Aflac (AFL): the duck’s got game

Aflac (AFL) is currently one of my favorite undervalued dividend stocks. I’ve mentioned it briefly in two prior posts (here and here). The company’s core business is strong and has great growth prospects. The current market environment has it quite undervalued and thus presents a great opportunity for patient long term investors. In this post I’ll describe why I think AFL is such a good investment.

AFL is an insurance company at its core. It provides a unique type of insurance, supplemental health insurance, which gives it a heads up on competition. The first thing that matters for an insurance company from an investor’s perspective is does the company make money on its core insurance business, called an underwriting profit. Here AFL excels. Even during the last five years, through the financial crisis, the company has maintained a combined ratio of about 80% on average. That means it earns $0.20 on the dollar just doing its core business. This has led to industry leading ROEs in the mid 20s. Despite this strength the company trades at a historically low valuation. Lets turn to that next.

For a detailed look at AFL’s valuation take a look at this recent article (here). I’m going to focus on a simpler higher level approach. The 10 year chart below shows AFL’s stock price, P/E ratio, P/B value, and dividend yield.

Based on P/E, dividend yield, or P/B AFL is trading at a very low valuation relative to its past. This is a company that has increased its dividend for 29 consecutive years, is a member of the dividend champions, and has shown remarkable resilience even during the financial crisis. So, what gives? The big red flag to look for in such a situation is if the stock is a value trap. In other words it may be cheap for a very good reason. I discussed value traps in a previous post. The way you look for value traps is to see if there is any deterioration in the company’s core business. Doing this for AFL shows no such deterioration (see here). Looking at the growth rates in revenue, operating income, net income, and earnings per share for example shows 3 yr growth rates higher than the 10 yr growth rates. For example, revenue growth over the last 3 years has averaged 10.23% as compare to its 10 yr growth rate of 8.73%. The reason AFL is trading at a low valuation then is not due to weakness in its core business. It is primarily due to fears of impacts to its investment portfolio from the European crisis.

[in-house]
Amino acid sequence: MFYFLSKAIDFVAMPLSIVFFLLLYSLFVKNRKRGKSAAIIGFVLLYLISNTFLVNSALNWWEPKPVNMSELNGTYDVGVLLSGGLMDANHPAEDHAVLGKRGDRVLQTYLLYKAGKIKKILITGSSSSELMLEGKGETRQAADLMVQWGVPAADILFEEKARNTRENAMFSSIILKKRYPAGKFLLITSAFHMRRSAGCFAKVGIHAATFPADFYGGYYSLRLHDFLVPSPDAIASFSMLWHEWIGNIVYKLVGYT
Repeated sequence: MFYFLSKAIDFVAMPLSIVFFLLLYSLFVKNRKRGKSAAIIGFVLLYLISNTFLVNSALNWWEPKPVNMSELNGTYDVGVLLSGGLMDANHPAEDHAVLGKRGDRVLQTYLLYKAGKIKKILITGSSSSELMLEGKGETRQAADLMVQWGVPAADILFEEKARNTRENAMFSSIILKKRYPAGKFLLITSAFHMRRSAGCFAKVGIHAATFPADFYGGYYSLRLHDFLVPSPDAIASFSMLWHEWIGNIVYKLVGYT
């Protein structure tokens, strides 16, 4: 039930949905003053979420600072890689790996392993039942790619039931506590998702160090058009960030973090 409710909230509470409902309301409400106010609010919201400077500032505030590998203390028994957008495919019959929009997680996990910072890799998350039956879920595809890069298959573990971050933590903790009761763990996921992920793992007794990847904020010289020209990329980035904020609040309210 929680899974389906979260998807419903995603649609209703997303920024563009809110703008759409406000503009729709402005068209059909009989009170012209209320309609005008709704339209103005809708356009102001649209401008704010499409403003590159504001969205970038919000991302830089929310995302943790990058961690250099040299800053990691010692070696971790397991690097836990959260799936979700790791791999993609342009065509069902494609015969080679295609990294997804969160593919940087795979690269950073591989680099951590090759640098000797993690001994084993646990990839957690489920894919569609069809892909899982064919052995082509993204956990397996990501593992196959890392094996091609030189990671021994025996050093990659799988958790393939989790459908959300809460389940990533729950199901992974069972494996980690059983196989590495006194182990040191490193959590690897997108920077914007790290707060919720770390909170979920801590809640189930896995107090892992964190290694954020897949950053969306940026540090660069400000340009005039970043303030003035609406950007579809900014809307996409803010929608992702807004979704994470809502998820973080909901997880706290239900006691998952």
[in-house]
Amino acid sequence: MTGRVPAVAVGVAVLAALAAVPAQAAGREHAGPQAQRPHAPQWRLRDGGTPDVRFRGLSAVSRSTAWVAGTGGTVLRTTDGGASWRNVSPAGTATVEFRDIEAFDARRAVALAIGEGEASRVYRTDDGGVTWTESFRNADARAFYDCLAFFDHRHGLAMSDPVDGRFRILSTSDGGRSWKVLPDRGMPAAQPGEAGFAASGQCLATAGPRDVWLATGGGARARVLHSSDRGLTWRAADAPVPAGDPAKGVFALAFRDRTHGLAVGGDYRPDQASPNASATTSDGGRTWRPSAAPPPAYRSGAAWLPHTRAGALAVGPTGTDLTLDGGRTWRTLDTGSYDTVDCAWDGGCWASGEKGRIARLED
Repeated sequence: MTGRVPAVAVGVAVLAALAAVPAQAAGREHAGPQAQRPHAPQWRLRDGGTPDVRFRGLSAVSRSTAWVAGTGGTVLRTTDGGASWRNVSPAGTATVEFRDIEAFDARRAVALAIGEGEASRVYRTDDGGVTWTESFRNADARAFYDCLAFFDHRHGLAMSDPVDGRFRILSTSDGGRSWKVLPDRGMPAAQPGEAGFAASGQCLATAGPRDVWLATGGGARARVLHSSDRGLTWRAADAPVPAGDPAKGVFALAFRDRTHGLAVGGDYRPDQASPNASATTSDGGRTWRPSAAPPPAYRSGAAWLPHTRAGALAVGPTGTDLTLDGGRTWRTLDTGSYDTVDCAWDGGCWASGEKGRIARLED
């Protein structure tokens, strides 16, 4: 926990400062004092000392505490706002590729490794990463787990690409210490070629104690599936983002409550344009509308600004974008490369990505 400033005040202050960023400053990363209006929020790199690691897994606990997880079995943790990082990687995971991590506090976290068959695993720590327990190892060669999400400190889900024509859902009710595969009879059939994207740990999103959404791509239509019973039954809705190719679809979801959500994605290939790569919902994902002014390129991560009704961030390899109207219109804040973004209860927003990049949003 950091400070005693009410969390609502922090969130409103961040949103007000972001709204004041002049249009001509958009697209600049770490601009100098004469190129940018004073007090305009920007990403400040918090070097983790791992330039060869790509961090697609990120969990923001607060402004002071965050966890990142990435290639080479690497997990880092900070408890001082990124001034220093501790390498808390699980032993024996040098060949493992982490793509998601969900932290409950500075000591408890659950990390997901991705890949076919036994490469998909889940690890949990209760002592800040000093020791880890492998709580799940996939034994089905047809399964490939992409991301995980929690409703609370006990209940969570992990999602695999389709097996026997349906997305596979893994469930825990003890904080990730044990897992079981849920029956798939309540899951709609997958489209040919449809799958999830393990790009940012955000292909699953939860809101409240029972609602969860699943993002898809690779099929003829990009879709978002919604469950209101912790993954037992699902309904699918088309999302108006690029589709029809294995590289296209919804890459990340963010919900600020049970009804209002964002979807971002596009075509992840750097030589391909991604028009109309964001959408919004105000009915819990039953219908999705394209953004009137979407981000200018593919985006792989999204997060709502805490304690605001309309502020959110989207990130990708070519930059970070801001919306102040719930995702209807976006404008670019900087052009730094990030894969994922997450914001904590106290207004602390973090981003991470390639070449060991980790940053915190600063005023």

Are the fears of a potential huge impact to AFL’s investment portfolio from the European crisis justified? Well, not really. The European crisis has certainly impacted AFL’s investment portfolio but AFL management has taken active steps to reduce this risk. In the last 3.25 years, AFL has de-risked its European investment portfolio to the tune of $12.7B. Europe is down to 27% of their investment portfolio and more importantly their exposure to the PIIGs is down to only 10% of book value as shown below. In other words, while there could be further impact from Europe, this issue is largely behind AFL and is being drastically discounted in AFL’s share price by the market.